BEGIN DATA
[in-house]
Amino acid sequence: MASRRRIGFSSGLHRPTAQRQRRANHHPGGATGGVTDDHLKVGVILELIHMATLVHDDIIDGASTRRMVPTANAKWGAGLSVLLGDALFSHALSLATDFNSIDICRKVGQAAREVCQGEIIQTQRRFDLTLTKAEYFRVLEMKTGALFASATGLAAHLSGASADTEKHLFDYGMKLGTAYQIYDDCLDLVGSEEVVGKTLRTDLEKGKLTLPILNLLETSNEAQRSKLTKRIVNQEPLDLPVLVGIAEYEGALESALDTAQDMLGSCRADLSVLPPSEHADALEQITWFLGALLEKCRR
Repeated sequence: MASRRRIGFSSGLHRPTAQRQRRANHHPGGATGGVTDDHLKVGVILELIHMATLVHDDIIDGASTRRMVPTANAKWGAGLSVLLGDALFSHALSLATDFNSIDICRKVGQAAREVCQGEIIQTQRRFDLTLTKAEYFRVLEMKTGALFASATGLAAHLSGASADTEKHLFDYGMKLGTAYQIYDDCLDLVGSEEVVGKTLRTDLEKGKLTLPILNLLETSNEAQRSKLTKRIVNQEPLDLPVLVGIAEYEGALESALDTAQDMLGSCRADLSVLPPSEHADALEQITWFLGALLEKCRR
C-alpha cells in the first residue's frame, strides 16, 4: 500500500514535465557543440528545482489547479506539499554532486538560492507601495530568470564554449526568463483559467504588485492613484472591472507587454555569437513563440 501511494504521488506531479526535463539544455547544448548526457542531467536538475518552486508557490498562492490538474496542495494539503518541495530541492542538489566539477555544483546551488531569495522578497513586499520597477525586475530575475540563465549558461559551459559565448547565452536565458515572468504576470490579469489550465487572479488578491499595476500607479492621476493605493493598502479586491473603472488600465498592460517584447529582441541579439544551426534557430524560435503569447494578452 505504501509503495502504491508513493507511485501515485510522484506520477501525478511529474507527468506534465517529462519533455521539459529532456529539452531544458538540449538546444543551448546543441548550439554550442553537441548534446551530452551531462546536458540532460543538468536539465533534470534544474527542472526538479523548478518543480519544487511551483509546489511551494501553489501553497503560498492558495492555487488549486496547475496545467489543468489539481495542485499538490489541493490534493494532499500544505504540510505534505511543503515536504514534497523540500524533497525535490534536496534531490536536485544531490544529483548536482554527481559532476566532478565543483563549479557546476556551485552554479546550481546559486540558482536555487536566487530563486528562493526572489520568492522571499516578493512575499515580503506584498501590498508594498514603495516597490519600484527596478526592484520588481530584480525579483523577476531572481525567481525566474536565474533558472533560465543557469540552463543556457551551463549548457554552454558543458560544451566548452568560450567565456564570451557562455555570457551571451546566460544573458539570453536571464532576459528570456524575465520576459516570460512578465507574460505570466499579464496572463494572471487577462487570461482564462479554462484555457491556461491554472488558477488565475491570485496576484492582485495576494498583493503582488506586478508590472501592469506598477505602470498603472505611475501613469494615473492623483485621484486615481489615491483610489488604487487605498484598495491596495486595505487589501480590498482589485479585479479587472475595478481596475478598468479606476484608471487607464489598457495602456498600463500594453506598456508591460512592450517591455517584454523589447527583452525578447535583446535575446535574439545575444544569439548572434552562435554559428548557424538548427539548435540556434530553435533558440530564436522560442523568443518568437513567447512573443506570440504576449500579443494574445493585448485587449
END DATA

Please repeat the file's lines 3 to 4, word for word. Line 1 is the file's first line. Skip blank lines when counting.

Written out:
Repeated sequence: MASRRRIGFSSGLHRPTAQRQRRANHHPGGATGGVTDDHLKVGVILELIHMATLVHDDIIDGASTRRMVPTANAKWGAGLSVLLGDALFSHALSLATDFNSIDICRKVGQAAREVCQGEIIQTQRRFDLTLTKAEYFRVLEMKTGALFASATGLAAHLSGASADTEKHLFDYGMKLGTAYQIYDDCLDLVGSEEVVGKTLRTDLEKGKLTLPILNLLETSNEAQRSKLTKRIVNQEPLDLPVLVGIAEYEGALESALDTAQDMLGSCRADLSVLPPSEHADALEQITWFLGALLEKCRR
C-alpha cells in the first residue's frame, strides 16, 4: 500500500514535465557543440528545482489547479506539499554532486538560492507601495530568470564554449526568463483559467504588485492613484472591472507587454555569437513563440 501511494504521488506531479526535463539544455547544448548526457542531467536538475518552486508557490498562492490538474496542495494539503518541495530541492542538489566539477555544483546551488531569495522578497513586499520597477525586475530575475540563465549558461559551459559565448547565452536565458515572468504576470490579469489550465487572479488578491499595476500607479492621476493605493493598502479586491473603472488600465498592460517584447529582441541579439544551426534557430524560435503569447494578452 505504501509503495502504491508513493507511485501515485510522484506520477501525478511529474507527468506534465517529462519533455521539459529532456529539452531544458538540449538546444543551448546543441548550439554550442553537441548534446551530452551531462546536458540532460543538468536539465533534470534544474527542472526538479523548478518543480519544487511551483509546489511551494501553489501553497503560498492558495492555487488549486496547475496545467489543468489539481495542485499538490489541493490534493494532499500544505504540510505534505511543503515536504514534497523540500524533497525535490534536496534531490536536485544531490544529483548536482554527481559532476566532478565543483563549479557546476556551485552554479546550481546559486540558482536555487536566487530563486528562493526572489520568492522571499516578493512575499515580503506584498501590498508594498514603495516597490519600484527596478526592484520588481530584480525579483523577476531572481525567481525566474536565474533558472533560465543557469540552463543556457551551463549548457554552454558543458560544451566548452568560450567565456564570451557562455555570457551571451546566460544573458539570453536571464532576459528570456524575465520576459516570460512578465507574460505570466499579464496572463494572471487577462487570461482564462479554462484555457491556461491554472488558477488565475491570485496576484492582485495576494498583493503582488506586478508590472501592469506598477505602470498603472505611475501613469494615473492623483485621484486615481489615491483610489488604487487605498484598495491596495486595505487589501480590498482589485479585479479587472475595478481596475478598468479606476484608471487607464489598457495602456498600463500594453506598456508591460512592450517591455517584454523589447527583452525578447535583446535575446535574439545575444544569439548572434552562435554559428548557424538548427539548435540556434530553435533558440530564436522560442523568443518568437513567447512573443506570440504576449500579443494574445493585448485587449